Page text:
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Wednesday, October 22, 2014
Narrative Writing Toolbox

Demand for narrative skills is alive, but changing

By Tom Hallman Jr.

I returned hom from the SPJ/RTDNA Excellence in Journalism conference in Nashville with a sense that the future is in good hands despite the turmoil in our industry. At the same time, I’m convinced that journalists are going to have to work harder to create and sustain long-term careers that are both rewarding and meaningful.

How we do that, and the tools we have at our disposal, will be the topic in future columns. But if you’ve heard me speak, or if you follow this column, you know that I believe the best weapon we have as institutions and as individuals is the power of a story.

And story is what brought me to the Excellence in Journalism conference. I was asked to lead a two-hour session on narrative storytelling. A decade ago, the room would have been filled with print journalists interested in writing multi-part series. That’s clearly changed. The old newsroom structure no longer exists. Instead of thinking strictly of print, we look for a variety of ways to engage and inform our audience, no matter the medium.

For example, before I left for Nashville I wrote stories with heavy voice and theme. Some ran online and in the print paper, others only online. With all of them, I’ve taken my own photos and videos that allowed readers/viewers to meet the people I was writing about.

In Nashville, radio and television reporters said they’re trying to do more than run a sound bite, or a standup at the live shot. Newspaper reporters are trying to learn how to meld sound and photos with the traditional story approach.

In future columns I want to explore two important areas that will help us carry out that mission: voice and theme. And I will be contacting those reporters who previously wrote me to work with them on individual stories.

When my session ended, I talked with a group of young reporters who work at small outlets. I have a particular interest in helping people at that stage of a career. I asked a few to email me their thoughts, believing it will help others in their situation, as well as students who will be soon entering the news business.

Here’s a sampling:

In college I expected a newsroom would be a place with rows of desks and cubicles with lots of editors. I’m out of the newsroom much of the time. I’ve written in coffee shops and in libraries. That’s my newsroom, and when you work remotely like that, you feel you are not just alone, but on your own.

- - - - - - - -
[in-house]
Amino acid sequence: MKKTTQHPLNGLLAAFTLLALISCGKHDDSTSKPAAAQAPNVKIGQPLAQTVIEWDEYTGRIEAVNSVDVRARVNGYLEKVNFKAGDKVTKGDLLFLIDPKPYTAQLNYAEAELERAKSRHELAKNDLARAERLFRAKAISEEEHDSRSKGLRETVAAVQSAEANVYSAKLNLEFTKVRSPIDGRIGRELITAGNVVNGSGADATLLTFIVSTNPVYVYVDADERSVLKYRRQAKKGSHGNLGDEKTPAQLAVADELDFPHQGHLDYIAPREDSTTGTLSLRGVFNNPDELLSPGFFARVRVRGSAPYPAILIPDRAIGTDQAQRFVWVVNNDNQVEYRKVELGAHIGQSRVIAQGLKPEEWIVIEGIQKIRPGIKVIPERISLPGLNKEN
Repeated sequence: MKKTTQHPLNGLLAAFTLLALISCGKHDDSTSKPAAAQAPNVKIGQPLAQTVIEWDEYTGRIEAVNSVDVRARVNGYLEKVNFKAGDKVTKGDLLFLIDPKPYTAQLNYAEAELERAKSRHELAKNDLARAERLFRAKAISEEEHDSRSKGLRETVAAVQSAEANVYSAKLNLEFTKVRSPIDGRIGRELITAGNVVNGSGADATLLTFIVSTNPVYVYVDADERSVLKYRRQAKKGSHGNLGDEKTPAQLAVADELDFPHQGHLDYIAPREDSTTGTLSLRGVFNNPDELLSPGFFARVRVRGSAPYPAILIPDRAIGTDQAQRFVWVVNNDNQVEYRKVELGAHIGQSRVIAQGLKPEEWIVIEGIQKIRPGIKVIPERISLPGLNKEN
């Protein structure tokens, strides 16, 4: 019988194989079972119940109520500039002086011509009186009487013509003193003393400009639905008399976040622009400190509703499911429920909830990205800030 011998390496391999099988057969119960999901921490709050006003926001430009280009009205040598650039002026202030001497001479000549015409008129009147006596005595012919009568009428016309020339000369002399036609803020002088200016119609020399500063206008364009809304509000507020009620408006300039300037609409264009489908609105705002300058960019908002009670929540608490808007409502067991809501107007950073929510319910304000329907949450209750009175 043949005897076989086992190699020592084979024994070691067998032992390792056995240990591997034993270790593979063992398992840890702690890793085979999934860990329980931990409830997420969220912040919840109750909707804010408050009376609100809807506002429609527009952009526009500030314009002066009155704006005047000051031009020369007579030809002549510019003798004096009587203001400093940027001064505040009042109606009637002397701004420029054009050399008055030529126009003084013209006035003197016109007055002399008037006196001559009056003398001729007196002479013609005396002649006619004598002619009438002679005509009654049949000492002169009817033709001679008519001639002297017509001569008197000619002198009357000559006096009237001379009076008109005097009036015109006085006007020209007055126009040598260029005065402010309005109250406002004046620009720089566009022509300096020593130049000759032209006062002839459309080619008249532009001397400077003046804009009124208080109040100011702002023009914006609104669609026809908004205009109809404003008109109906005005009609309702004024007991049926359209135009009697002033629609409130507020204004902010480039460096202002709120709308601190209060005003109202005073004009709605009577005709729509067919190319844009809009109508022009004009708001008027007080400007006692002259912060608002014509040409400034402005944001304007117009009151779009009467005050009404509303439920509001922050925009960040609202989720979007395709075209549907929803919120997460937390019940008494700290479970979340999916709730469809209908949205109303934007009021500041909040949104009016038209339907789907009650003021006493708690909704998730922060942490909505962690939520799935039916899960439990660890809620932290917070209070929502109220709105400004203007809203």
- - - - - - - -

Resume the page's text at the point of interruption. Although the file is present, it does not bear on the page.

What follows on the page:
And:

The real world in my newsroom is chaotic, busy and experimental. It keeps me on my toes, changing sometimes daily. In school, I was studying and thinking digital and multimedia, so I expected digital to come first. But in many ways, print still rules. In terms of adapting to change, things are much more off the cuff and seem less intentional than I anticipated. Advice: Be flexible but have a voice, a direction and a purpose, and hold on for dear life.

And:

Time. I want to spend time with sources and develop a relationship with them that cannot be done in a 30-minute interview. But I am currently one of two reporters in my newsroom. There is very little time to spend on any story, which forces me to think, interview and write quickly.

And:

When it comes to trying storytelling, I have two issues: space and dealing with editors who have different styles of writing. I try to conform to what they want. That is a challenge.

And:

In the last three years I have covered four different beats. I have had to cover three different towns at once. That makes it hard to build sources and find stories. I want to find those stories that people want to hear. I want them to be amazed.

And:

Working quickly is really important, but it is just as important to spend time developing sources. Talk to people in the bars and Starbucks in your coverage area and ask them about the issues. Go talk to everyone at Town Hall, including the clerks, and try to identify the issues facing the community. Then go find everyone impacted by the issues. If it's a development or construction project, go talk to abutters; if it's budget cuts, find the departments who lost the most; if it's a lawsuit, talk to all the players in that. Then go talk to outside experts about those issues. The more you talk and the more you listen, the easier it will be to find all of the underlying storylines and the more effective you will be at covering your beat.

And, finally, this:

I found a renewed strength in my power as a journalist from your session at EIJ. I am passionate about features and human-interest stories, and in newsrooms where hard news is often prioritized, it meant a lot for me to connect with someone who was just as passionate about features and storytelling.

Hearing you talk about how you use typical, daily stories to practice your narrative voice gave me hope that I could do that too. I left feeling like I could turn those mundane press releases that we deal with daily into beautiful stories by adding my voice, and that was empowering.

As always, feel free to email me questions and thoughts: tbhbook@aol.com.

Tom Hallman Jr., a Pulitzer Prize-winning reporter with The Oregonian, is considered one of the nation’s premier narrative writers. During his career, he has won every major feature-writing award, some for stories that took months to report, others less than a couple of hours. The stories range from the drama of life and death in a neo-natal unit, to the quiet pride of a man graduating from college. You can reach him at tbhbook@aol.com, on Twitter @thallmanjr or on his website, tomhallman.com.

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